Qasim Mohammad is a former investor at OMERS Ventures and the founder of Repshift, a customer advocacy tool for B2B sales and customer success teams.
I left my dream job at a prominent venture capital (VC) fund over a year ago to pursue my entrepreneurial aspirations. My immediate future wasn’t clear, but there was one thing I was sure about. I was going to bootstrap – launch my company without external financial help.
The opportunity to review thousands of startup pitches as a VC, and manage a portfolio of high-growth companies at various levels of maturity, taught me that raising venture capital can act as a double-edged sword for startups. It’s an incredibly powerful tool when used in the right circumstances, but can become entirely counterproductive when sought purely for its conveniences.
Here are three reasons why I chose to bootstrap:
1) I wanted to prioritize profitability and sustainability over growth.
VCs typically have high expectations of growth from the companies they invest in. After all, they want to capture entire markets and aim for big exits. This is why venture capital is typically deployed in stages, where investors use performance incentives in the initial round of financing to force portfolio companies to hit certain growth milestones. If portfolio companies fail to achieve their milestones, it can become difficult or economically pointless for founders to pursue subsequent rounds of funding – usually owing to a lack of investor interest or the prospect of high ownership dilution. The pressure associated with continuing to be able to raise VC money forces many venture-backed startups to prioritize growth over profitability, which sometimes takes their cash burn to unsustainable levels.
Although it’s possible for venture-backed startups to avoid the trap of going bust by spending too much money too fast, as an early-stage founder I wanted the ability to think prudently about my business’s profitability from Day 1. Some entrepreneurs have managed to launch software companies with a little more than $1,000 in the bank, and spend no more than $45 a month to keep them running – these stories inspired me to self-fund my business slowly, especially since I knew my startup ideas would allow for it.
Fast forward a year, and I’ve been able to build Repshift off less than $20,000. Bootstrapping with personal savings has forced me to be extremely mindful of how I spend every dollar. It has also forced me to pull many favours through my network – namely with respect to free office space – and to source talented professionals who are willing to share in the upside potential of the business for less compensation up front. This strategy allowed us to break even quickly.
2) I wanted the freedom to make mistakes openly.
Founders that choose to raise venture capital enter into a long-term commitment with their investors. Since investors and entrepreneurs inherently have different goals, VC deals invite significant changes to a startup’s overall governance structure. An example of such a change includes adding investors to the company’s board of directors, thus granting them potential veto rights, as well as the ability to considerably influence a startup’s strategy and budgeting activities. These modifications can eventually restrict a founder’s ability to take risks independently.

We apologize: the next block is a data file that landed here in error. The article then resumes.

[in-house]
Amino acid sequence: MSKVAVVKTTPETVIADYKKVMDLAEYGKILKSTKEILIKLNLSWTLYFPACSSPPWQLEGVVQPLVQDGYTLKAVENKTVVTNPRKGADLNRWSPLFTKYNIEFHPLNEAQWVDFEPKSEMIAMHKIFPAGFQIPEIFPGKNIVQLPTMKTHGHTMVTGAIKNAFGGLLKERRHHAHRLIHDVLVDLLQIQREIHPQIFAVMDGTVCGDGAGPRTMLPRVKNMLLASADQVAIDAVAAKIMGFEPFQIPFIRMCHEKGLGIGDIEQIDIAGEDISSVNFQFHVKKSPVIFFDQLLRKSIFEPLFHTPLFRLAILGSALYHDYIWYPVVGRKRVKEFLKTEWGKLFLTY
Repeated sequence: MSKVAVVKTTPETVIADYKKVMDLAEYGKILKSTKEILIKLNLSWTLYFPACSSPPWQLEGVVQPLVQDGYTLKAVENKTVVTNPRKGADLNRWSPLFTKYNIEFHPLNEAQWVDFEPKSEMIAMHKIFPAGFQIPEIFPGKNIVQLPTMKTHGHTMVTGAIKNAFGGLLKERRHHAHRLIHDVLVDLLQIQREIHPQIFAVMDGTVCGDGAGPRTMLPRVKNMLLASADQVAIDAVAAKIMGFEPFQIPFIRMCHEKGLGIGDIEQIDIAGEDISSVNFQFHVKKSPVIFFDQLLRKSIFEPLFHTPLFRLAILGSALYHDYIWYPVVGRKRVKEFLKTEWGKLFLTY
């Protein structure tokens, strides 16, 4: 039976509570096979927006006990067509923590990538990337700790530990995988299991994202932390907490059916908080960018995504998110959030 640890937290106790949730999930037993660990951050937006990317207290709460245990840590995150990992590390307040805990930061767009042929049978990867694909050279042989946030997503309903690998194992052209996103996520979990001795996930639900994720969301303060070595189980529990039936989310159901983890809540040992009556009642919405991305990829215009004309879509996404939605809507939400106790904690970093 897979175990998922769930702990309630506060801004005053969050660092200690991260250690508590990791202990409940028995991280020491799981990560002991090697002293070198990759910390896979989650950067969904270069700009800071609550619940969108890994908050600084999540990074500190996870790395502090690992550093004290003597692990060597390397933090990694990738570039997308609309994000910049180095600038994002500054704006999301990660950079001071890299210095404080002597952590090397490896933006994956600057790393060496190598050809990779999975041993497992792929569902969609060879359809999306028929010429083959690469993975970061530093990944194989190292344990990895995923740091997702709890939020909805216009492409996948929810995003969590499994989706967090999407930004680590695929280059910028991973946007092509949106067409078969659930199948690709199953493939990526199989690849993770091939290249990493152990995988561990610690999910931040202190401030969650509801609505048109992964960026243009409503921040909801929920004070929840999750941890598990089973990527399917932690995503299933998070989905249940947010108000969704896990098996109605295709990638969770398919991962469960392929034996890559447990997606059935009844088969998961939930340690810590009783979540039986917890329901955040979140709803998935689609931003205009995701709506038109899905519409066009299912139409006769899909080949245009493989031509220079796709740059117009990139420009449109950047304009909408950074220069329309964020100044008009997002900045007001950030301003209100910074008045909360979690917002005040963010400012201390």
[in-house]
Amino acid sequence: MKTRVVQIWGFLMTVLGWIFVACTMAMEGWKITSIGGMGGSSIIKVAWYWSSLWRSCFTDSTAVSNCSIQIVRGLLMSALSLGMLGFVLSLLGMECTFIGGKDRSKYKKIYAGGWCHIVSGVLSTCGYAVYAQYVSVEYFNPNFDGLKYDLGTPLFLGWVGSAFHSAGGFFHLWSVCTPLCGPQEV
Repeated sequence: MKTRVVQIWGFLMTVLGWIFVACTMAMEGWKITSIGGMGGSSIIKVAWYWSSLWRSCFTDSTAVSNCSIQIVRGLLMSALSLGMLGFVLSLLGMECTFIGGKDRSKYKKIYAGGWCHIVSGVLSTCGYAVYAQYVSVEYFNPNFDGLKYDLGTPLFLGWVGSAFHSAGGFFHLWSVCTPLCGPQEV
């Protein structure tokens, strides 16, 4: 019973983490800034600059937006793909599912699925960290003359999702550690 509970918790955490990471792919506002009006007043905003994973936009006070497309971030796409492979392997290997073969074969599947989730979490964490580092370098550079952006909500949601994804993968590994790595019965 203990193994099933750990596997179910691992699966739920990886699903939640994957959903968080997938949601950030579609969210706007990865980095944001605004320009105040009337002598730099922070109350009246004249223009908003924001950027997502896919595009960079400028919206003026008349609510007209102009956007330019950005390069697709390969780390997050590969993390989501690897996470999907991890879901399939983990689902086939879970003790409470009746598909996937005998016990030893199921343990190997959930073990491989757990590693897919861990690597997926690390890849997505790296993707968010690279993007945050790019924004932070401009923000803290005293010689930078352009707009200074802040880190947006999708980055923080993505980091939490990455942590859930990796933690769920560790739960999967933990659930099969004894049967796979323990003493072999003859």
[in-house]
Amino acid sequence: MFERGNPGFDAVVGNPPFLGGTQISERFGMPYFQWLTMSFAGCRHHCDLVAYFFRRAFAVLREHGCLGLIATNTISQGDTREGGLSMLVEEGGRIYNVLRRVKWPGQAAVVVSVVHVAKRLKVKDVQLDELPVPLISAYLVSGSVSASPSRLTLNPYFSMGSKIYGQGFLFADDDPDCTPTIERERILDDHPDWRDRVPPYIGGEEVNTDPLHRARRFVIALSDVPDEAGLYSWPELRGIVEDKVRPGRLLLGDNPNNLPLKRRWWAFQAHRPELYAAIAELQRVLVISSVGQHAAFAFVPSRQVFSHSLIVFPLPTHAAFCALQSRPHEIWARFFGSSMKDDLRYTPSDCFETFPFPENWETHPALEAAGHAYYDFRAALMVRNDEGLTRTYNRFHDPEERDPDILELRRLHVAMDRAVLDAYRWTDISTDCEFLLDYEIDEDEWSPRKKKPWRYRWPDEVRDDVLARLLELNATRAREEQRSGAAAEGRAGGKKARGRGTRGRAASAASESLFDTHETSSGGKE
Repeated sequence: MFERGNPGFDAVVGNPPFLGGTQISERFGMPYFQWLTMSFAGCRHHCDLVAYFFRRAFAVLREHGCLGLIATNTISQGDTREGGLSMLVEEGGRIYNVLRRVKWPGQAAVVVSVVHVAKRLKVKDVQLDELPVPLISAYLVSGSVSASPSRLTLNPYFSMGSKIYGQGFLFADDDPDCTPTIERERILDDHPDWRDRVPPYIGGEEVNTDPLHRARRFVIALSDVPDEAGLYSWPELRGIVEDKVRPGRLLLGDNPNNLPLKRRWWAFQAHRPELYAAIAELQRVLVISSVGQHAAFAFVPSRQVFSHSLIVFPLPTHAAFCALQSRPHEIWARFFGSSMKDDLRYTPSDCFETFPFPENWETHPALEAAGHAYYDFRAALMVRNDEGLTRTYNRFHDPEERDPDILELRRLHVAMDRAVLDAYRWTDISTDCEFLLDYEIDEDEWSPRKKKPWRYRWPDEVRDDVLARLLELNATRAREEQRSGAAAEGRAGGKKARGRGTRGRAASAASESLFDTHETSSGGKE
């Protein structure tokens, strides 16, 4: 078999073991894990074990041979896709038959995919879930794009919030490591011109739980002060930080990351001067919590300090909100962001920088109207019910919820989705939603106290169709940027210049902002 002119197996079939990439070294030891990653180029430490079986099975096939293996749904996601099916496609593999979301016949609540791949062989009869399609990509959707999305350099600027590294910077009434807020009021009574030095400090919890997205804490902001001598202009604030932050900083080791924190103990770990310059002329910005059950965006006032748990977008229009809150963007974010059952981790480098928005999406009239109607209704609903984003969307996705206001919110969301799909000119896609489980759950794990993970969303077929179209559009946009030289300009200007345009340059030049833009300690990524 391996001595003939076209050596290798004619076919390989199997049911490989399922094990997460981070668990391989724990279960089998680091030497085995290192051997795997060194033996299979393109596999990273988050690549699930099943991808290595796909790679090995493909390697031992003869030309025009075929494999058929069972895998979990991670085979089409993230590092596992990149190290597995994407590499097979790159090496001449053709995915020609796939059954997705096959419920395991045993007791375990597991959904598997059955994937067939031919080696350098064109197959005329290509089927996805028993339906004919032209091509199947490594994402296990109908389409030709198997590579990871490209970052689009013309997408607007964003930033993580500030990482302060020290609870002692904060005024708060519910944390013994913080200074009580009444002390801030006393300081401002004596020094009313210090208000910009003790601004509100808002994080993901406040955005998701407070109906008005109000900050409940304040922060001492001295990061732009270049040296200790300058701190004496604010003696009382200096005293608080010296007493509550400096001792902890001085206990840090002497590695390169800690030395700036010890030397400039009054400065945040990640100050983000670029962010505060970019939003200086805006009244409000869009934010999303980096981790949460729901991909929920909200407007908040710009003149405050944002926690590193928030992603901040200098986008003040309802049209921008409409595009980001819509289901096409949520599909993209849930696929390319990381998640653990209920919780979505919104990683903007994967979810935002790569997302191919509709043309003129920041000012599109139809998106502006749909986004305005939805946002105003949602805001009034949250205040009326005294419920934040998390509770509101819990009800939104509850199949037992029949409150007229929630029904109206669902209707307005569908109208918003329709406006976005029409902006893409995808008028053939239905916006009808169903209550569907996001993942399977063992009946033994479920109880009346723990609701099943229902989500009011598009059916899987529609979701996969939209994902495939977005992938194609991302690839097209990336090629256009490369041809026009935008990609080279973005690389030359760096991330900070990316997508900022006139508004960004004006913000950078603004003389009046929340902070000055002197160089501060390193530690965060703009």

As an early-stage founder, I wanted the freedom to make mistakes and figure things out without having to worry about any explicit promises made to investors, especially since I knew I was going to be experimenting during the first few months of my entrepreneurial journey. I also knew that bootstrapping would allow me to pursue several business ideas at a time to discover my niche, which isn’t something traditional institutional investors typically encourage.
3) I wanted to preserve my VC connections for the right time and opportunity.
Just because you have the ability to call investors and raise money as an entrepreneur doesn’t mean you should. Before contemplating institutional capital, founders must ask themselves whether they are truly building – or even want to build – a business that forces them to take on multiple rounds of financing toward what is hopefully a big exit event. The fact is, the likelihood of such an event is rare and significant ownership dilution must be incurred by the entrepreneur to reach this destination.
If founders ultimately decide on the venture financing path, it’s worth considering that the VC community consists of a small group of investors who frequently talk to one another. Raising and spending capital irresponsibly can eventually catch up to entrepreneurs. Having been a VC, I would feel comfortable taking venture money only if I’m extremely confident about the potential of my business to deliver a meaningful return to my investors. And it can be hard to have that level of confidence as an early-stage founder. If founders aren’t confident enough in their ability to deliver returns, then they probably aren’t ready to take on external funding.
None of the above is to say that venture capital can’t be made to work for experimental early-stage startups. Or that bootstrapping is the best alternative. Every financing strategy carries its own set of benefits and challenges that founders must contemplate independently, after taking into consideration the types of businesses they’re building and what makes them comfortable. But what I’ve learned by bootstrapping is that the sacrifice and discipline it requires can indeed deliver the motivation and flexibility necessary to build a sustainable, profitable business. This is the holy grail for any founder, after all.